But the pattern doesn’t always hold: 2017 saw plenty of rainfall at 34.5 inches, and yet 1.27 million acres burned. That’s because record rains produced ample vegetation that was promptly shriveled into massive amounts of fuel by the hottest summer in California history, turning the state into a tinderbox. The state saw many of its most destructive wildfires that year, including the Tubbs, Nuns and Atlas fires.
Drought and fuels are critical elements
The U.S. Drought Monitor, produced by the University of Nebraska-Lincoln, U.S. Agriculture Department and National Oceanic and Atmospheric Administration, maintains a drought map categorizing areas by various intensities.
The latest update on Sept. 1 shows “severe” drought conditions for most of Northern California, including a good portion of the Bay Area covering Napa, Sonoma, Marin County, San Francisco and parts of San Mateo, Alameda and Contra Costa counties.
Most of San Mateo and Santa Clara counties are in a “moderate” drought, along with a large area in the center of the state stretching to the eastern border. Siskiyou County and the northern tip of Trinity County in the far north are the only areas of the state currently dealing with “extreme” drought conditions. The map from the same time last year shows nearly the entire state drought-free.
“We’re in a very different place this year with drought conditions through all of Northern California in some aspect,” said Cal Fire spokesman Robert Foxworthy. “A large swath from the Bay Area to the Oregon border is in severe drought conditions, while the rest of the state is in a moderate drought.”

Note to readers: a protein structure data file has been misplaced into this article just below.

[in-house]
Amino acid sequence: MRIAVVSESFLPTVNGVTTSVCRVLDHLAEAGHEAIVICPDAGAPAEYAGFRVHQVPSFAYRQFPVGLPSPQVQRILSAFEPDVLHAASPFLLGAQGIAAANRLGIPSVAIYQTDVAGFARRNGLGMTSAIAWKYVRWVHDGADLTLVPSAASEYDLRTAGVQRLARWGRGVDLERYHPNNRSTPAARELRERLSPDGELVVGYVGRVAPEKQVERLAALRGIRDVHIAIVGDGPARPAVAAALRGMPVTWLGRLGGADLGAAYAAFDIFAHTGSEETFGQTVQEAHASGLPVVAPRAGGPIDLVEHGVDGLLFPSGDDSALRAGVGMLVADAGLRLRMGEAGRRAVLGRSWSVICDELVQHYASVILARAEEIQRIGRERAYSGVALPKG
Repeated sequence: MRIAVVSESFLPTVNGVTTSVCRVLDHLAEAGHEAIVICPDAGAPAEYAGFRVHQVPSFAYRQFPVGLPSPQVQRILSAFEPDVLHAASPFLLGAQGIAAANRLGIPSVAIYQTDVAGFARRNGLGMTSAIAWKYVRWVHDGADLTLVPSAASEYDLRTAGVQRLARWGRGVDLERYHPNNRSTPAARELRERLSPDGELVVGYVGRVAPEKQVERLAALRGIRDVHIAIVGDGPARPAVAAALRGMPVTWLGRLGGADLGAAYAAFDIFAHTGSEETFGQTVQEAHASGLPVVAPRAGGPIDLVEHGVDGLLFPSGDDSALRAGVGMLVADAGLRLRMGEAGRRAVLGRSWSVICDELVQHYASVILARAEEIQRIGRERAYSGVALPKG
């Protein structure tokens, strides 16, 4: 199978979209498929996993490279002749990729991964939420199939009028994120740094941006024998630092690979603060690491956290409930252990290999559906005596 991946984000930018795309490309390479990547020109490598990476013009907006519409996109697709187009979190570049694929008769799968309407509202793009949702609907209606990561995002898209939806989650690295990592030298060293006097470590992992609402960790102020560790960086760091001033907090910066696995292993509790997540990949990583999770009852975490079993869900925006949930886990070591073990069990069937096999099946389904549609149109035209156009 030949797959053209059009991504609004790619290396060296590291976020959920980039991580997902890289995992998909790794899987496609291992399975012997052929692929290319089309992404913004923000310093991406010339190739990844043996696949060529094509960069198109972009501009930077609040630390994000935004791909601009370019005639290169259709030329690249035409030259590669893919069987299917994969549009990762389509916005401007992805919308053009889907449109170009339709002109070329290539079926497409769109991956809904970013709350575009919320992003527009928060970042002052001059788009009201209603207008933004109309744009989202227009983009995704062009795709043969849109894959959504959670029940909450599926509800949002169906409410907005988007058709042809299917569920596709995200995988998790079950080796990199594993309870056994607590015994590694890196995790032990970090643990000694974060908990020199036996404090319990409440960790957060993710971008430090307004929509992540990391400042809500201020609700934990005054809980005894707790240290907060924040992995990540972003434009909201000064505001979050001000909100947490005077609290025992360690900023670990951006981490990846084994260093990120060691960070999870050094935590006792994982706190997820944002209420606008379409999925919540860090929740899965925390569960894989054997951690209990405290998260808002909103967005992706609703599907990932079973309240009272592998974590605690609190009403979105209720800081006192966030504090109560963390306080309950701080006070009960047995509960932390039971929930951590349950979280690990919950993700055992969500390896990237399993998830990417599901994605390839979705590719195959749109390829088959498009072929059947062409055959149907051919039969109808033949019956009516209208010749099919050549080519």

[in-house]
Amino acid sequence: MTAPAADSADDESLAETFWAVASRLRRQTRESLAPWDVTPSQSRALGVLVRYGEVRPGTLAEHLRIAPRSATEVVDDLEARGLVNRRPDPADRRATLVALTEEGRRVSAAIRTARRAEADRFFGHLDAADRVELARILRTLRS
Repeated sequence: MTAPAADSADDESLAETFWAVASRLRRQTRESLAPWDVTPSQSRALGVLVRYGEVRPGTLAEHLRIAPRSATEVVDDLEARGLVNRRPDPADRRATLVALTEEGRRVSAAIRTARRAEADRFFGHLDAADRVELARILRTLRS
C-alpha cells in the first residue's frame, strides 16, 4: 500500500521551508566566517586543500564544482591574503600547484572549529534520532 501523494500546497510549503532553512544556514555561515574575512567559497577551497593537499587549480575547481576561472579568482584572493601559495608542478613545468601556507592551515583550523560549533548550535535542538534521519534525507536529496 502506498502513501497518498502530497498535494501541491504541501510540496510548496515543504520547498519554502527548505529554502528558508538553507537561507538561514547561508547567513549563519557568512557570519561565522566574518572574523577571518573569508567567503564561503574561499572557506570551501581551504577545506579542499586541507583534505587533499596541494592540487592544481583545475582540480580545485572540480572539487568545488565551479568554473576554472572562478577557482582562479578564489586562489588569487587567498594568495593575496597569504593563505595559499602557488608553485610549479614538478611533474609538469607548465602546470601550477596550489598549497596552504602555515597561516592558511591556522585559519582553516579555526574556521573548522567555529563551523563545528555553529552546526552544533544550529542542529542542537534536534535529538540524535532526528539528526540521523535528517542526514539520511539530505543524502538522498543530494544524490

Another important indicator in determining fire potential is the fuel moisture index, used by experts throughout the country.
“The fuel moisture content is the most critical predictor of wildfire risk,” said Craig Clements, director of San Jose State University’s newly formed Wildfire Interdisciplinary Research Center.
Clements said part of the lab’s work is taking monthly samples of a species called chamise — a widespread shrub in California — from three sites in Los Gatos. Right now, the fuel moisture samples are “already at the level they would be in October,” he said, meaning “critically dry.”
Short-term weather events
Short-term weather events are critical to determining fire behavior, but forecasting them is a fickle process. Foxworthy said “it’s hard to predict thunderstorms and lightning” on any given day, and also “what kind of wind conditions to expect.”
“Long-term climatological computer models can tip us off to overall weather trends throughout the upcoming season,” Leach said. “It’s the shorter-term patterns such as heat waves, thunderstorm events, and offshore wind events that are more direct short-term trigger events for wildfire occurrence and not easily seen in forecast models more than a week or so out in the future.”